5 Why do Service Providers Need SDN? Before considering migration to SDN, is it is important to understand the reasons for changing existing systems. Changes to network management systems should always be driven by the same generic business goals. The first goal is to simplify the software to improve service delivery times. The second goal is to improve the use of network resources, thereby reducing costs (both OpEx and CapEx), and/or increasing revenues. Whatever system is put in place must bring these key business benefits. It is a waste of time and money to build a new system because it is the latest trend rather than because it will achieve these basic goals. Keeping this in mind, telecom networks have traditionally been as monolithic as the servers that are being virtualized in the datacenter. As an example of how SDN can change network provisioning, consider what it would take to modify the bandwidth shown in Figure 2. If there is an existing 100 Mb Ethernet connection from the data center to the fronthaul and it is decided that this connection needs to be 150 Mb, a coordinated effort by several teams is required to accomplish this. One team must increase the bandwidth settings of the small cells; the transport team must increase bandwidth on the NEs; and routers and switches in the data center must be configured by yet another team. In today's networks, teams like these are highly trained and skilled experts in device-specific management code. For example, those working on transport gear will often launch a terminal and type TL1 commands, while another technician will use a CLI interface to control a router or switch. In effect, these technicians function as printer drivers for the network. Imagine if, every time you wanted to print a document, you had to take it to an employee and ask them to write the specific commands to the printer on your floor. This, of course, would be ridiculous, yet every communications network company in the world functions by this model every day. In short, network adds, moves, and changes are time-consuming and burdensome in an ever-changing world where dynamic bandwidth needs are no longer negotiable. What is truly needed is the ability to respond to this demand in real time, where one individual can provision the bandwidth using the power of abstraction. The infrastructure must be enabled to move at a pace that is closer to the one-click world we live in today. SDN provides the framework required to make this happen. In effect, SDN serves as a middleware layer that allows users to write applications that sit on the northbound side and speak, via the southbound interfaces, to the devices. It leverages the same abstraction concept that the computer world has been using for so long. This means communications networks can transition from the technician-provisioned model to Web 2.0 programmable networks. SDN Applications A discussion of technology always has inherent value, particularly from an educational perspective. But from a practical standpoint, the reason technology exists is to deliver functional benefits. In SDN that value largely derives from what the applications can do for you. Therefore no discussion of SDN is complete without considering the specific benefits of applications. Note that it is not within the scope of this paper to discuss the exact details of how to program an application. Specific implementations are based upon the controller or orchestrator interface as it was built by the vendor. Most interfaces will be RESTful with JSON and/or XML for data transport, but vendors are not constrained to these and individual interfaces may vary. The vendor should provide a well-documented SDK for interface building. Many applications can be used in an SDN network. Figure 4 shows a list of examples, broken down by application type. This list is by no means exhaustive; it also contains some examples that may not apply to the transport network. However, while some of the functions may not apply to the transport section, having the orchestration layer means that you can control many different sections of your network, including those that are not transport-related. As such the list in Figure 4 is informative as to the tremendous number of functions that can be used in an SDN-capable network. 4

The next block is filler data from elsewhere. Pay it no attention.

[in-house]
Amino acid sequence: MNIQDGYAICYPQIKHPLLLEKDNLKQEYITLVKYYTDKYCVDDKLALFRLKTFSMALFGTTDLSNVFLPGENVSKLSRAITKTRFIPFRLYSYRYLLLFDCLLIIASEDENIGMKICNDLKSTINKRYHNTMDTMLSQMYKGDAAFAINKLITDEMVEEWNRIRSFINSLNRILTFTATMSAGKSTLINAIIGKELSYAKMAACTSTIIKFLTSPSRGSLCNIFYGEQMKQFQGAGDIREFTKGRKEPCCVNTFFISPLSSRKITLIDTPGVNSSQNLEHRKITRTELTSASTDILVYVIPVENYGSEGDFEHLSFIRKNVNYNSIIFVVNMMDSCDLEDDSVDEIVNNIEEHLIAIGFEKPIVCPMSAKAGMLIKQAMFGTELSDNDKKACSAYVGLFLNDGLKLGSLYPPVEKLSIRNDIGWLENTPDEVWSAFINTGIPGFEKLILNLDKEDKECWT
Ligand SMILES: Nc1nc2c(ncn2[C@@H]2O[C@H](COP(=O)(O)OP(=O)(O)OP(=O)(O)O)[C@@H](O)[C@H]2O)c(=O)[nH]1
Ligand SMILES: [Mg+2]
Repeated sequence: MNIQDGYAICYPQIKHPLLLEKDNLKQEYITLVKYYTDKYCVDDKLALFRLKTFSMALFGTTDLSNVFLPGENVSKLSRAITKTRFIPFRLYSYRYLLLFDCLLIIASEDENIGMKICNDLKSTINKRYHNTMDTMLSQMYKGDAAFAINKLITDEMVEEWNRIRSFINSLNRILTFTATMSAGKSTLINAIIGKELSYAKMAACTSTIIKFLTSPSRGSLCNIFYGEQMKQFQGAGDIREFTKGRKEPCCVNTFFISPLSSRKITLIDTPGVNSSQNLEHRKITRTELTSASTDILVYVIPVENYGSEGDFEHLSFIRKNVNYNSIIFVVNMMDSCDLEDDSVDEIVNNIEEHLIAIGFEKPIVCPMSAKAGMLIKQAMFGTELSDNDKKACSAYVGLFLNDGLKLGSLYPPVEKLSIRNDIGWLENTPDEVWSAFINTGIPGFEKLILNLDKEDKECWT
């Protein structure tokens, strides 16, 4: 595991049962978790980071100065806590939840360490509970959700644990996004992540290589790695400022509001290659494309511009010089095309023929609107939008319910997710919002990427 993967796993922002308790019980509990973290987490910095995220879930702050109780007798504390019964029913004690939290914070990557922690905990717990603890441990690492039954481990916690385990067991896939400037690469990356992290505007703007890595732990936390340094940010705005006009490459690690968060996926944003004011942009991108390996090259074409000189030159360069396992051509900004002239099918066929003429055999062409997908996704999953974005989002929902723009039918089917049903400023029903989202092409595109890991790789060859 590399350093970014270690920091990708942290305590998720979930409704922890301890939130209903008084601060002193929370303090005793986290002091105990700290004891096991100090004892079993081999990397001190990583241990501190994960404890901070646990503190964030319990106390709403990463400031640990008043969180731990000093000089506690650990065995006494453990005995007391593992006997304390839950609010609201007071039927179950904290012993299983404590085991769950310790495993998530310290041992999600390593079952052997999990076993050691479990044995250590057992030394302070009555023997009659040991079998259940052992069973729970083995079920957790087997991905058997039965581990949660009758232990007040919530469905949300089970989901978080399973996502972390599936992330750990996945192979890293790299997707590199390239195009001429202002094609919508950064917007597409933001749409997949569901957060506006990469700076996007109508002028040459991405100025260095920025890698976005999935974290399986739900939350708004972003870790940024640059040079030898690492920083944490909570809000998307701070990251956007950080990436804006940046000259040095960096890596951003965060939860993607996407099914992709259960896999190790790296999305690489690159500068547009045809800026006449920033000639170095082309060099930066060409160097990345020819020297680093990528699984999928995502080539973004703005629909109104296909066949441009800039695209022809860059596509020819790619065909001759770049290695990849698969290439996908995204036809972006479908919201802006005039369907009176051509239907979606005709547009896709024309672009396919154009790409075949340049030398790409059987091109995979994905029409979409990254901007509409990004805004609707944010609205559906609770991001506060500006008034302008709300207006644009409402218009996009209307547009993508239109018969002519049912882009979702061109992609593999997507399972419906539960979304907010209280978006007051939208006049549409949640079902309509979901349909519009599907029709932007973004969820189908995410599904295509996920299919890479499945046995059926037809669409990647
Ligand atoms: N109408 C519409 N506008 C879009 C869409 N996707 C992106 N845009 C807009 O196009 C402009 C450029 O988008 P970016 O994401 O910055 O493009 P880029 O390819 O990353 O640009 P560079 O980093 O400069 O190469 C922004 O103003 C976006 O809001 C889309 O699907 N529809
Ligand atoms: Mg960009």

6 New operations model for cloud computing Support dynamism of SDN/NFV without exploding operational costs Service-centric and user-centric, not device-centric Process automation, not human intervention Multilayer, multivendor network provioning Firewalls Load balancers Content distribution Gateways etc. Application-specific SDN implementations Reserved bandwidth for application needs Geo-distributed applications Application-specific policy implementaion Intelligent network responses to app needs Cloud Operations Appliance Virtualization Visibility and control of service SLA Content-specific traffic routing for optimal QoE Congestion control based on network conditions Any-port visibility and troubleshooting Dynamic, policy-based traffic engineering Disaster-reponse traffic management and control Application Enhancement Virtualization SDN/NFV Applications Service Assurance Service Differentiation Seamless interworking of SDN and IP networks Internet exchange points Virtual network control on shared infrastructure Multitenant network automation and APIs Stretched networks, simplifying app mobility Traditional Control Plane discovery and dissemination Path computation and signaling Optimization and maintenence Protection and restoration Service Velocity Virtual edge Distributed app testing environments Application development workflows Value-add service features Service insertion/chaining Dynamic WAN re-route and flow-level bypass for authenticated data Bandwidth-on-demand features Worry-free file transfer Virtual patch panel Uniform security and access control Admin of BYOD across multiple networks Figure 4: SDN Applications Path Computation Let's consider a few examples of the SDN applications that specifically apply to service provider networks. One common application will be path computation, or end-to-end provisioning. Over the years there have been many methods that have sought to provide a PCE. One attempt was to embed the PCE into the NEs. This idea is, in fact, the opposite concept from SDN, because it mingles the control and data layers. From a practical standpoint, merging these two layers has several limitations. One is that, because the hardware on the NEs is limited, the scale of the domain this hardware manages is also limited. SDN overcomes this issue by the very nature of the hardware it runs on, specifically a server. Should the server become unable to manage the network due to size, additional capacity can be added by simply increasing the hardware (e.g. adding a blade or hard drive) or, if running on an elastic computing platform, by simply requesting additional computing resources. Another limitation of merged control and data layers is interoperability with other devices via the control layer. Since not all systems share common signaling protocols, the systems with embedded controls will become isolated. In the case of SDN, the southbound adaptors mitigate this issue by not only being able to work with disparate protocols but also by being able to manage systems that do not have embedded controllers. With the ability to compute a path across the network, another logical application is workflow or flow-through provisioning. Order entry systems can query the SDN layer to see what resources are available. These are real time queries of the actual network, and not just of a database that could potentially have out-of-date information. This means the network is used more efficiently. The order system can then programmatically build the RESTful commands needed to tell the SDN orchestrator or controller what the endpoints, bandwidth demands, and restrictions of the needed services are, and the SDN layer can automatically provision them. Additionally the SDN system can interface with the billing system for auditing purposes. 5